Brian Beaulieu has served as CEO and Chief Economist of ITR Economics™ since 1987, where he researches the use of business cycle analysis and economic forecasting as tools for improving profitability. Brian has shared his highly valued research results via presentations, workshops, and seminars in numerous countries to hundreds of thousands of business owners and executives for the last 38 years.
The difference between trends in Cold Rolled Steel and Steel Scrap prices caught our eye. At first, we thought that it would be a consequence of US tariffs. This may be the cause; or, it could be China interfering in their own economy. Either way, someone will have to pick up the tab.
Delving further into the steel question, there are not many instances of the US putting tariffs on steel during the post-WWI period. Besides the current administration's tariffs, there was President George W. Bush's 2002 tariff on steel. The two instances turned out to be considerably different because of the US/global business cycle. In 2002, the business cycle was in the early stages of ascent. As the chart below shows, it was (and still is) normal for prices to rise in concert with the business cycle. The magnitude of the ascent in prices in 2002, as evidenced by the brown rate-of-change trend, appears to be super-sized, perhaps because tariffs of up to 30% on imported steel, but that is not easy to prove. The chart below also shows that the Steel Scrap PPI is in a disinflationary trend because of the global (and US) business cycle. That is what is expected under market conditions, and that is what is happening.
The next chart shows the US ISM PMI (Purchasing Managers Index), run through our 1/12 rate-of-change, and the PMI’s attendant functionality as a leading indicator to the PPI. The leading Indicator trend is clearly saying that further disinflation in the PPI is probable based on what has already happened in the PMI 1/12 rate-of-change.
The last chart compares the Steel Scrap PPI cycle to the 12/12 for the US Cold Rolled Steel PPI. The two measures will typically move in concert, displaying a high degree of cyclical identity. Note that the Cold Rolled PPI recently broke away from the Steel Scrap disinflation trend. Potential reasons are either the US tariffs' interfering with normal market pricing or China’s increased efforts to accelerate its economy.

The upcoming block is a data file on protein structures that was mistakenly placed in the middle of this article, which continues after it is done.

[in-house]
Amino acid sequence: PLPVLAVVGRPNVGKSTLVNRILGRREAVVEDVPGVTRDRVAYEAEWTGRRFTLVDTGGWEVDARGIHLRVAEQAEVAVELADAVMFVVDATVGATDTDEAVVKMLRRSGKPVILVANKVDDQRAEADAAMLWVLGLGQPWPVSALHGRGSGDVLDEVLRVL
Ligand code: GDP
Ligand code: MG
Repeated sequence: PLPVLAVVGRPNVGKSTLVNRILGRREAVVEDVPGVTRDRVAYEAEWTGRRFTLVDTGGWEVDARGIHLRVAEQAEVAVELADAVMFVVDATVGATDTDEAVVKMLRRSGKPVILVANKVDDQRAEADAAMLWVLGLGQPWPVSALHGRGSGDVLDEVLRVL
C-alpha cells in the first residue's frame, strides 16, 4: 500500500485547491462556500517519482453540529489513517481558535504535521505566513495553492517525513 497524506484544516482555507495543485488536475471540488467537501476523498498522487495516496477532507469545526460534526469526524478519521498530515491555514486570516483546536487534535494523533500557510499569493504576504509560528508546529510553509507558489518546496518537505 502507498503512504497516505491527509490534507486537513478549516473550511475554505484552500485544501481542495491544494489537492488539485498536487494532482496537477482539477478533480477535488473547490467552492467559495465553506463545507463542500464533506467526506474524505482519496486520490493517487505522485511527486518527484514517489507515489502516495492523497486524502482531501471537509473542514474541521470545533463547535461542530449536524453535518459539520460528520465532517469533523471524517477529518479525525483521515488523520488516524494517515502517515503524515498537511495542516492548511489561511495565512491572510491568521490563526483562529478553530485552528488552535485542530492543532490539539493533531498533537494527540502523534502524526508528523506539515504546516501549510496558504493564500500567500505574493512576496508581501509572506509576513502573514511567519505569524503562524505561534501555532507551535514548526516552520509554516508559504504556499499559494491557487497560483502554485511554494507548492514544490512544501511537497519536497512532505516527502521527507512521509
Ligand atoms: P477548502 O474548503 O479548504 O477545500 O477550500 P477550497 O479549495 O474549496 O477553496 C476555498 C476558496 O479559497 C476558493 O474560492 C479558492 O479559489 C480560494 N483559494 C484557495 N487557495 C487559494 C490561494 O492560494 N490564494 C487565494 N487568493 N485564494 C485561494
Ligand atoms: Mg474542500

This is not the first time a disparity presented itself. We saw a very out-sized rise in Cold Rolled in 2006-2007 relative to Steel Scrap. The US Primary Metals Leading Indicator forewarned of that occurrence; that is not happening today. That leading indicator is currently declining, suggesting that an easing in Cold Rolled Steel prices is probable. Exchange rates and China Apparent Steel Use were trends consistent with the exaggerated rise in Cold Rolled in 2016-2017. Exchange rates do not explain the current situation. This leaves us with consumption in China, which is high (Phase B). The Chinese government is stimulating the economy, partly because of normal business cycle activity and partly to counter the trade issues with the US. Either the government’s effort has stimulated consumption of household appliances or inventory is otherwise being built, because appliance production is rising in China right now (as opposed to car production).
Prior experience suggests that the Cold Rolled pricing cycle will resume its normal relationship of inflation and deflation in concert with Steel Scrap prices. The relative price level is expected to normalize with the passage of time if the tariffs are removed or other factors change.
Whether it is our government or China’s, the evidence suggests that there is a price to be paid for interfering with normal market conditions, and it is ultimately the consumers that pay the tab. Public policy theory helps to explain why this occurs. The theory says that small, powerful special interest groups (i.e. the steel industry in the US and the Communist Party in China) seek concentrated advantages/benefits with the costs of those benefits dispersed, not easily visible to the naked eye, and therefore without a strong, united, opposing voice.
All of this simply helps us understand why we are all going to be paying a higher price for at least one business cycle.